The NFL works because you can have Super Bowl XLV, pitting Green Bay, Wisconsin (Population 101,000-ish) versus Pittsburgh, Pennsylvania (urban population 300,000ish). So enjoy tonight's Super Bowl. Enjoy seeing two historical, small-market teams battle it out, ironically, at Jerry World. Enjoy it while you can.

And hope that cooler, more visionary owners prevail over Jones in the off-season.

Saturday, February 5, 2011

Fake Brett Keisel Beards for Sale

The Strip District may be my absolute favorite neighborhood in Pittsburgh. I have spent countless mornings there, and every now and again, I get really lucky and I can see the years, more than a century of life pass by me -- industry, workers, commerce, butchers, bakers, candlestick makers, immigrants arriving and becoming a part of the place, the population shifting, growing, diminishing, and somehow growing again. It is a beautiful thing and a magnificent place. Truly. But yet, for all of that time, all of those mornings and afternoons and nights spent there, I only recently noticed this - "Troy Plaza" in brass plate laid in the corner of the sidewalk at 20th and Penn Avenue.Given it's location at the epicenter of sales of all things black and gold -- t-shirts, Terrible Towels, hats, scarves, dog collars, onesies, Troy Polamalu wigs and Brett Keisel beards -- I believe that it should be renamed "Troy Polamalu Plaza." Any Burghers out there know why this is named Troy Plaza? I really do want to know.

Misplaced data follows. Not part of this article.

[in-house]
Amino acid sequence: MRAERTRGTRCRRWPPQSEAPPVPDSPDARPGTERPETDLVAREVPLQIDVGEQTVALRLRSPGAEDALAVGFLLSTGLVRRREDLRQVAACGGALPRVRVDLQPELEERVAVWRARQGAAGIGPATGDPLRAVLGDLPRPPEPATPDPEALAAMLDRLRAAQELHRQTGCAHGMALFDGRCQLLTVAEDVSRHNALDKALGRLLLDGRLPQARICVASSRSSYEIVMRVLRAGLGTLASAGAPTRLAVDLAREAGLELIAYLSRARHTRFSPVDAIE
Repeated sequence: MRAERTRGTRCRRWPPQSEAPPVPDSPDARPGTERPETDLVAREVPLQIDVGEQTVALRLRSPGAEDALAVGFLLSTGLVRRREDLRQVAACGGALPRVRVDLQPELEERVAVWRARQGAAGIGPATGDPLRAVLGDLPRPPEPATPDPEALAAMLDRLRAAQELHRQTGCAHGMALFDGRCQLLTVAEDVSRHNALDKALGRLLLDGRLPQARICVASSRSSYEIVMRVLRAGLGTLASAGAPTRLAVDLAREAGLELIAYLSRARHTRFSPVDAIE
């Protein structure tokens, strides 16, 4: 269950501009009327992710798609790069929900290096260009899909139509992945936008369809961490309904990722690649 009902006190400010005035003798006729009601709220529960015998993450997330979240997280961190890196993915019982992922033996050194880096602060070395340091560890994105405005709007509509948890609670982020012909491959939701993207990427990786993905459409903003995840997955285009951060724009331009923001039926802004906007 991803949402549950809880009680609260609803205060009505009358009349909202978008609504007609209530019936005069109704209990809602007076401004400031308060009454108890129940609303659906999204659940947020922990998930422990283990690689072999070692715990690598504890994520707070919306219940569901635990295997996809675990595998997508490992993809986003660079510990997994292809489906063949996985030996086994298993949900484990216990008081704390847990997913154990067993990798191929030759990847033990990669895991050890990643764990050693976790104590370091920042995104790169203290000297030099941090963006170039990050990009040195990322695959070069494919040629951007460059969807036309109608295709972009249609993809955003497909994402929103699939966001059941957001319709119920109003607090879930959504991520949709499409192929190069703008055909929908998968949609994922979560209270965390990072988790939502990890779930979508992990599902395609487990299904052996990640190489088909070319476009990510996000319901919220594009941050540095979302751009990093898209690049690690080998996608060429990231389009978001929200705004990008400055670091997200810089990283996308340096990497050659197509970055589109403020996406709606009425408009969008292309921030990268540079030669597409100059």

There were a huge number of Polamalu jerseys being worn this morning (no kidding that guy is No. 1 in jersey sales in all the NFL; at least half the population of Western Pennsylvania has a #43 jersey), but I also saw a good number of other players, both current and old timers represented: James Harrison, Heath Miller, LaMarr Woodley, Ben Roethlisburger, Hines Ward, Jack Lambert, Franco Harris and Terry Bradshaw. I even saw a Ryan Clark jersey, so that was cool.

Even though moshing our way down Penn was a bit like salmon swimming upstream (they blocked Penn to car traffic before XL, why not XLV?), everybody was feeling festive, happily waiting in line for biscotti and coffee, cheese and salsas, bread and t-shirts. There was a line out the door for DeLuca's that had to have been 40 people deep. At least.

Then, this guy was stationed just past Mike Feinberg's, playing the flute along to that ridiculous "Here We Go Steelers" song. Flute solos. I just don't hear enough of them.[If you're not from Pittsburgh, you don't know the song I'm talking about and for that you should be grateful. If you are from Pittsburgh, you know what I'm talking about and, hey, sorry for the nasty earworm.]

I stopped in at Prestogeorge to pick up some Antigua Guatamala coffee and was greeted by this sign.Best story of the day came courtesy of a friend who was working down at the Pittsburgh Public Market. Sadly, I had just missed it, but a couple was fighting right next to his vendor spot, and not a cute, "Honey, you know I'm right ..." kind of fight. They were fighting, genuinely hopping mad, really yelling at each other. He thought they might come to blows. The subject of the fight?

Who got to wear the Brett Keisel Beard.

Only in Pittsburgh. Is it time for the kick off yet?

Friday, February 4, 2011

Pittsburgh Has Steelers Fever. And the Only Prescription Is More Steelers